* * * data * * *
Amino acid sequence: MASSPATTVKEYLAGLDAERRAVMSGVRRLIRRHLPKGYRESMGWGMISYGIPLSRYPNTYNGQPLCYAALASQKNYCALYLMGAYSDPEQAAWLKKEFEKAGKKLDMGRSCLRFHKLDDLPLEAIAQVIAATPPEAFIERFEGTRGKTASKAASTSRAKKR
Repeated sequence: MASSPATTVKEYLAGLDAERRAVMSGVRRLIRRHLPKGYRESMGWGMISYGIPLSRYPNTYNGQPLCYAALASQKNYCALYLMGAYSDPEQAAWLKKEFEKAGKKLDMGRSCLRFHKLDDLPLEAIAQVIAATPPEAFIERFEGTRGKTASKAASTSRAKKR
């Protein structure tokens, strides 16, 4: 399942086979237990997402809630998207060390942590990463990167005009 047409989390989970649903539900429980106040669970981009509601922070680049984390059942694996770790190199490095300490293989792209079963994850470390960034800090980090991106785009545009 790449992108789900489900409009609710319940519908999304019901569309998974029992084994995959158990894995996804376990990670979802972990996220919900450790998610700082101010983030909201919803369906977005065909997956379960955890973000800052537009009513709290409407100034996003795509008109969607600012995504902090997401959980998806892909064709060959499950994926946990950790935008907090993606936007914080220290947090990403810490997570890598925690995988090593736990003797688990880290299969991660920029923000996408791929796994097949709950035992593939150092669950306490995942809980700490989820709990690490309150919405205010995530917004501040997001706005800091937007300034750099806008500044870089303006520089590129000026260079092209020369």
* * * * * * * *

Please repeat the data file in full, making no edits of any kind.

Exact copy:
Amino acid sequence: MASSPATTVKEYLAGLDAERRAVMSGVRRLIRRHLPKGYRESMGWGMISYGIPLSRYPNTYNGQPLCYAALASQKNYCALYLMGAYSDPEQAAWLKKEFEKAGKKLDMGRSCLRFHKLDDLPLEAIAQVIAATPPEAFIERFEGTRGKTASKAASTSRAKKR
Repeated sequence: MASSPATTVKEYLAGLDAERRAVMSGVRRLIRRHLPKGYRESMGWGMISYGIPLSRYPNTYNGQPLCYAALASQKNYCALYLMGAYSDPEQAAWLKKEFEKAGKKLDMGRSCLRFHKLDDLPLEAIAQVIAATPPEAFIERFEGTRGKTASKAASTSRAKKR
């Protein structure tokens, strides 16, 4: 399942086979237990997402809630998207060390942590990463990167005009 047409989390989970649903539900429980106040669970981009509601922070680049984390059942694996770790190199490095300490293989792209079963994850470390960034800090980090991106785009545009 790449992108789900489900409009609710319940519908999304019901569309998974029992084994995959158990894995996804376990990670979802972990996220919900450790998610700082101010983030909201919803369906977005065909997956379960955890973000800052537009009513709290409407100034996003795509008109969607600012995504902090997401959980998806892909064709060959499950994926946990950790935008907090993606936007914080220290947090990403810490997570890598925690995988090593736990003797688990880290299969991660920029923000996408791929796994097949709950035992593939150092669950306490995942809980700490989820709990690490309150919405205010995530917004501040997001706005800091937007300034750099806008500044870089303006520089590129000026260079092209020369």